Will the Astros Beat MLB Odds and Win the AL Pennant?

Posted by Alex Murphy on June 4, 2015 in

At the beginning of the 2015 season, most people thought that the Houston Astros’ MLB odds would be better than they had been in 2014. Maybe not a lot better, but a little better. They had Jose Altuve, the American League batting champion from 2014, and more pieces would be showing up from the minors to help them.

Of course, after 48 games, the Astros sit atop the American League West with a record of 30-18. Their winning percentage (.625) is the second best in the whole league. They are on a pace to win 101 games, but even if they slow down and only win 91, they will still have the best two-year improvement of any major league team since World War II. In 2013, they went 51-111, and winning 91 games in 2015 would be a 40-game swing. The Miracle Mets of 1969 made a 39-game improvement over their 1967 finish, so the Astros have a chance to make history.

Will the Astros Beat MLB Odds and Win the AL Pennant?



It wasn’t that long ago that the Astros were going nowhere fast. In 2005, the team had finally made it to its first World Series, only to be taken apart by Ozzie Guillen’s Chicago White Sox. The team had made the playoffs six of nine years, but the talent pool that had yielded Lance Berkman, Wade Miller, Roy Oswalt and others had stopped producing as the team had wanted to save money instead of drafting well. In 2009, the Astros lost 88 games and gave up 127 more runs than they scored, with lineups and pitching staffs that were the oldest in both leagues. In 2011, 2012 and 2013, the team respectively lost 106, 107 and 111 games.

In 2011, Jim Crane had bought the team and brought in Jeff Luhnow as his general manager, and Luhnow’s strategy was to make the Astros as bad as possible – so that they could become good as quickly as possible. They shipped every veteran with any trade value out of town. The awful results brought them the first overall picks in the 2012, 2013 and 2014 drafts, the first team ever to pull off that trifecta.

What did this mean? The Astros spent three seasons not even pretending to try to win. However, they have brought in a huge amount of talent at the elite level. Some of it will never pan out, but there was a reason that Sports Illustrated put them on the cover last summer with the headline: Your 2017 World Series Champs.

Even now, though, the Astros appear like 2017 might mark a year in which they win their second title, as signs are looking good today. After the 2014 season, the Astros signed some short-term free agents such as Chad Qualls and Scott Feldman and brought up prospects Jon Singleton and George Springer. They still only won 70 games, but that was a 19-game improvement.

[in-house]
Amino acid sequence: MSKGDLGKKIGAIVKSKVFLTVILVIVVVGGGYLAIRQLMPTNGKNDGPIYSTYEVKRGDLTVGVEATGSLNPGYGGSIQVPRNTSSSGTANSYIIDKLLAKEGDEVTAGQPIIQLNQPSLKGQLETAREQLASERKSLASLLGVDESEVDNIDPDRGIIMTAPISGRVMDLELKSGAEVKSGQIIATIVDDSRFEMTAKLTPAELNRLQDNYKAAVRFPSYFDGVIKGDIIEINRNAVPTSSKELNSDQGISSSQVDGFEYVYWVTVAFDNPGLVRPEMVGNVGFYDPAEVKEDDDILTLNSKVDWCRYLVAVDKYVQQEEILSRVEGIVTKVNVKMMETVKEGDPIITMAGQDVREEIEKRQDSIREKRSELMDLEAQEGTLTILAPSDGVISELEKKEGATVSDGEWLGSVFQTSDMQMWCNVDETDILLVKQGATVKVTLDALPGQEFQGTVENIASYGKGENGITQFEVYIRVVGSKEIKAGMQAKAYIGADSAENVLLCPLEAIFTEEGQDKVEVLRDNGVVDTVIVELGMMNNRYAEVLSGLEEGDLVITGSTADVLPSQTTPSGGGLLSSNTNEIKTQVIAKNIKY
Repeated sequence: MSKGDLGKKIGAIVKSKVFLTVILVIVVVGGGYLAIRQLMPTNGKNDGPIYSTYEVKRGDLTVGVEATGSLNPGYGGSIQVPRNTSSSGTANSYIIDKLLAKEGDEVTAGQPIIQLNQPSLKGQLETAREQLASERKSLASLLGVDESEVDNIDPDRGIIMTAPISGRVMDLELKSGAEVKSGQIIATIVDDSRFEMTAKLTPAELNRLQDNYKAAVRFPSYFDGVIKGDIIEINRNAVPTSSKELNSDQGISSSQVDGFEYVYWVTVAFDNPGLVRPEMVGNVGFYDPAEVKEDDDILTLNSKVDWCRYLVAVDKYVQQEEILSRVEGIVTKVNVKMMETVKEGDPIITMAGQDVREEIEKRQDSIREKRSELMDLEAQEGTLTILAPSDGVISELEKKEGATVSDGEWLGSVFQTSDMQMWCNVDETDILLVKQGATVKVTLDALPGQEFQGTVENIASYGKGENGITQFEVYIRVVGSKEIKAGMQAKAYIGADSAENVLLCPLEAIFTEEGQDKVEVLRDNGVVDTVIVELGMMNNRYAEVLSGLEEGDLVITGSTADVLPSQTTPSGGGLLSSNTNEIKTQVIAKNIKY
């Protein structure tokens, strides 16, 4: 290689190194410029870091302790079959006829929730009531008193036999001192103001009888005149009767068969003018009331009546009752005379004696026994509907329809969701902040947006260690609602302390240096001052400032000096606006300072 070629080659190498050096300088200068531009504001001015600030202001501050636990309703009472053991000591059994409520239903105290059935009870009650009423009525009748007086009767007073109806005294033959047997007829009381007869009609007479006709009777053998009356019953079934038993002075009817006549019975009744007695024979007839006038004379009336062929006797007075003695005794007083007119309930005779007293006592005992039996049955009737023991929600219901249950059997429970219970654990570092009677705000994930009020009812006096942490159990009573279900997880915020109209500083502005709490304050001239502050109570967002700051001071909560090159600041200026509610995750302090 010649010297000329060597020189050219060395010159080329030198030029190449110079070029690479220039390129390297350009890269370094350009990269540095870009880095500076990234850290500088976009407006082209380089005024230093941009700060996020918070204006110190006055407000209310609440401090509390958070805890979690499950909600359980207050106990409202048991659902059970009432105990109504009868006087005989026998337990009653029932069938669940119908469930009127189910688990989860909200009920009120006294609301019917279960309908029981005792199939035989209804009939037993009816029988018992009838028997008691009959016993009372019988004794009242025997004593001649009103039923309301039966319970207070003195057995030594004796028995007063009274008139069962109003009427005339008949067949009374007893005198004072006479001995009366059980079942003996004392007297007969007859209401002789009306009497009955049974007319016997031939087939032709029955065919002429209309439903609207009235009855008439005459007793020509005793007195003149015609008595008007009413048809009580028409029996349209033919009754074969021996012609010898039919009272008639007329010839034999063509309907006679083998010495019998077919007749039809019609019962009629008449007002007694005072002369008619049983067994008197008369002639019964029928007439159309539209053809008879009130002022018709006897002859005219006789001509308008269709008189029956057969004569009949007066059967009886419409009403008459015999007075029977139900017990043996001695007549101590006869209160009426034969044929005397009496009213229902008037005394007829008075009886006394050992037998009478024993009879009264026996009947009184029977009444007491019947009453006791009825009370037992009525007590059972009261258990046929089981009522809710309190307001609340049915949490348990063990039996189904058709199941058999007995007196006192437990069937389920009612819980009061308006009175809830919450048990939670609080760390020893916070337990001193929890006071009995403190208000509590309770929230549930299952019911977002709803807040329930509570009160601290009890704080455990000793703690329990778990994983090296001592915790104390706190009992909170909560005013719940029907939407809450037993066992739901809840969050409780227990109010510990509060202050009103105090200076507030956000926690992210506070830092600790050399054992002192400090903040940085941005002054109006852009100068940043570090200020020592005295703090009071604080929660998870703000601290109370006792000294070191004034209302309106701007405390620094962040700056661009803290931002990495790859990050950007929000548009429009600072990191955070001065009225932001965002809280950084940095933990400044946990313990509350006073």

Then some off-field distractions got in the way, of course. Someone hacked the team’s corporate database and posted sensitive documents (such as trade discussion notes online) for everyone to see. The Astros ended up firing manager Bo Porter in September, even though they only had given him a Triple-A lineup with which to contend. They messed up negotiations with their #1 2014 pick, Brady Aiken, when a physical indicated a problem in Aiken’s ulnar collateral ligament that also cost them Jacob Nix, their fifth-round pick.

Even so, the 2015 season opened with an Astros team more talented than it had been in a decade. However, the team also had a reputation for loving numbers more than people. But then things turned the Astros’ way. Remember Aiken’s ulnar collateral ligament? It popped 13 pitches into his first IMG Academy start, and he needed Tommy John surgery. The Astros’ hot start, though, has people focused on the field. They currently lead the leak in steals, strikeouts and home runs. Four other teams have done it – and two (the 1938 Yankees and the 1976 Reds) won the World Series. Things still look good for the Astros, even though the Rangers appear to be catching up to them.

Wikipedia.org (http://en.wikipedia.org/wiki/Ozzie_Guillén)
ESPN.com (http://espn.go.com/mlb/player/_/id/31206/jon-singleton)